Evaluation of ensemble variance prediction for 850–200-hPa shear forecasts. (a) Standard deviation of ensemble forecasts vs the absolute error of the ensemble mean forecast as a function of forecast lead-time, in days (colored). Ensemble standard deviation vs error of the ensemble mean forecast (purple dots), ensemble-mean forecast error standard deviations (black circles), and 1-to-1 line (dashed) for (b) 0–72 h, (c) 84–156 h, and (d) 168–240 h.

A similar near-monotonic increasing relationship is found for all other chosen variables, such as 850–700-hPa circulation (Fig. 8), although the slopes for the different times vary. The slope is steeper than one for 0–72-h forecasts (excluding the final bin containing the largest forecast standard deviations) and flattens to a slope less than one as the forecast time increases. Averaging within 10° × 10° boxes tends to filter out the small scales in the variance predictions as well as mean error, such that the results for vorticity and circulation are nearly identical. Despite overall positive results, the ensemble is found to be underdispersive for all variables.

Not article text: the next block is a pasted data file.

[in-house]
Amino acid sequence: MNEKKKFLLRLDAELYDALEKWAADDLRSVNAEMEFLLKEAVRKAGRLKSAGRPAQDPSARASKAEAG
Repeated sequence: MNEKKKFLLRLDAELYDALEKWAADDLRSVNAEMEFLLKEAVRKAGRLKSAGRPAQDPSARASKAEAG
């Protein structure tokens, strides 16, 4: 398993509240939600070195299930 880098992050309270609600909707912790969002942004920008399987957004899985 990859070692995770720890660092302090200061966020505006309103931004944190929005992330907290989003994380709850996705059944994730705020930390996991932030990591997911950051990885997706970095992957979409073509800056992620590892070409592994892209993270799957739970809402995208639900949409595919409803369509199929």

Fig. 8.

As in Fig. 7, but for 850–700-hPa circulation.

Fig. 8.

As in Fig. 7, but for 850–700-hPa circulation.

4. Predictive power

The PP is developed such that it is invariant under linear coordinate transformations and applies to multivariate predictions irrespective of whether or not error distributions are Gaussian (Schneider and Griffies 1999). However, for the form used in this study, along with confidence intervals and significance levels, it is assumed that error PDFs are approximately Gaussian. Climatological error distributions, from each day during June–November 1979–2011 (Figs. 9a,b) are compared with 120-h forecast error distributions, from each ensemble member forecast during June–November 2010 (Figs. 9c,d) in a 5° × 5° box in the MDR from 55°–60°W and 15°–20°N. Overall, error distributions for both 850–700-hPa circulation (Figs. 9a,c) and 700-hPa relative humidity (Figs. 9b,d) are approximately Gaussian. Note that the best-fit Gaussian curves are forced to be centered on zero, while the peaks in the actual distributions may be “biased” slightly above or below zero.